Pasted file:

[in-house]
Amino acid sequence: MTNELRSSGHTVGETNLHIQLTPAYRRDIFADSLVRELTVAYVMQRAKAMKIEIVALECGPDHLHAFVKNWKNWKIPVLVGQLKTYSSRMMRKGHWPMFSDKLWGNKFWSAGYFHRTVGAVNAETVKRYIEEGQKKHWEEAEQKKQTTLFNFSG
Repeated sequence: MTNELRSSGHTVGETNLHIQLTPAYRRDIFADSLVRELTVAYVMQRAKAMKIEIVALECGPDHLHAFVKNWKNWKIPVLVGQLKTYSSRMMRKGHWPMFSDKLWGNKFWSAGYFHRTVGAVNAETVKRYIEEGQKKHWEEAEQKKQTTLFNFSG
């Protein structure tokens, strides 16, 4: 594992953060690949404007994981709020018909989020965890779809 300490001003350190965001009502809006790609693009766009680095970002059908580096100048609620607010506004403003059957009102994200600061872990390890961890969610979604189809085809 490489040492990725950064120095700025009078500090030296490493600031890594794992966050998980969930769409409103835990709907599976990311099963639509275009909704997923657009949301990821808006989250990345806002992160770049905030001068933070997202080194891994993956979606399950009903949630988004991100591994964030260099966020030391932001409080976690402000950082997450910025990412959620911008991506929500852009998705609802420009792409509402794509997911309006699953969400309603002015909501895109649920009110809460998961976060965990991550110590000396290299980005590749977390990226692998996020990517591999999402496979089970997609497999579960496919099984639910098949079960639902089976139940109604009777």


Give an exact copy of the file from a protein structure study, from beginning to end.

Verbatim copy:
[in-house]
Amino acid sequence: MTNELRSSGHTVGETNLHIQLTPAYRRDIFADSLVRELTVAYVMQRAKAMKIEIVALECGPDHLHAFVKNWKNWKIPVLVGQLKTYSSRMMRKGHWPMFSDKLWGNKFWSAGYFHRTVGAVNAETVKRYIEEGQKKHWEEAEQKKQTTLFNFSG
Repeated sequence: MTNELRSSGHTVGETNLHIQLTPAYRRDIFADSLVRELTVAYVMQRAKAMKIEIVALECGPDHLHAFVKNWKNWKIPVLVGQLKTYSSRMMRKGHWPMFSDKLWGNKFWSAGYFHRTVGAVNAETVKRYIEEGQKKHWEEAEQKKQTTLFNFSG
């Protein structure tokens, strides 16, 4: 594992953060690949404007994981709020018909989020965890779809 300490001003350190965001009502809006790609693009766009680095970002059908580096100048609620607010506004403003059957009102994200600061872990390890961890969610979604189809085809 490489040492990725950064120095700025009078500090030296490493600031890594794992966050998980969930769409409103835990709907599976990311099963639509275009909704997923657009949301990821808006989250990345806002992160770049905030001068933070997202080194891994993956979606399950009903949630988004991100591994964030260099966020030391932001409080976690402000950082997450910025990412959620911008991506929500852009998705609802420009792409509402794509997911309006699953969400309603002015909501895109649920009110809460998961976060965990991550110590000396290299980005590749977390990226692998996020990517591999999402496979089970997609497999579960496919099984639910098949079960639902089976139940109604009777």